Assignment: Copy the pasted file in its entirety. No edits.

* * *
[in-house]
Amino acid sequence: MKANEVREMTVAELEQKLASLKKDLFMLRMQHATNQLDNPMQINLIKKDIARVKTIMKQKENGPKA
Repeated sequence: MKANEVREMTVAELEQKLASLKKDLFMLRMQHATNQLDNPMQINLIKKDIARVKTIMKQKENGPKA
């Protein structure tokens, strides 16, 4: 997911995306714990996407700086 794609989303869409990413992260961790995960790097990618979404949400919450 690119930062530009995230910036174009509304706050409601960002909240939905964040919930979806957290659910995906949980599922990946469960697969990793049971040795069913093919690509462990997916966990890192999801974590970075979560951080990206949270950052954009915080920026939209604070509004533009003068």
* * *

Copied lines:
[in-house]
Amino acid sequence: MKANEVREMTVAELEQKLASLKKDLFMLRMQHATNQLDNPMQINLIKKDIARVKTIMKQKENGPKA
Repeated sequence: MKANEVREMTVAELEQKLASLKKDLFMLRMQHATNQLDNPMQINLIKKDIARVKTIMKQKENGPKA
């Protein structure tokens, strides 16, 4: 997911995306714990996407700086 794609989303869409990413992260961790995960790097990618979404949400919450 690119930062530009995230910036174009509304706050409601960002909240939905964040919930979806957290659910995906949980599922990946469960697969990793049971040795069913093919690509462990997916966990890192999801974590970075979560951080990206949270950052954009915080920026939209604070509004533009003068």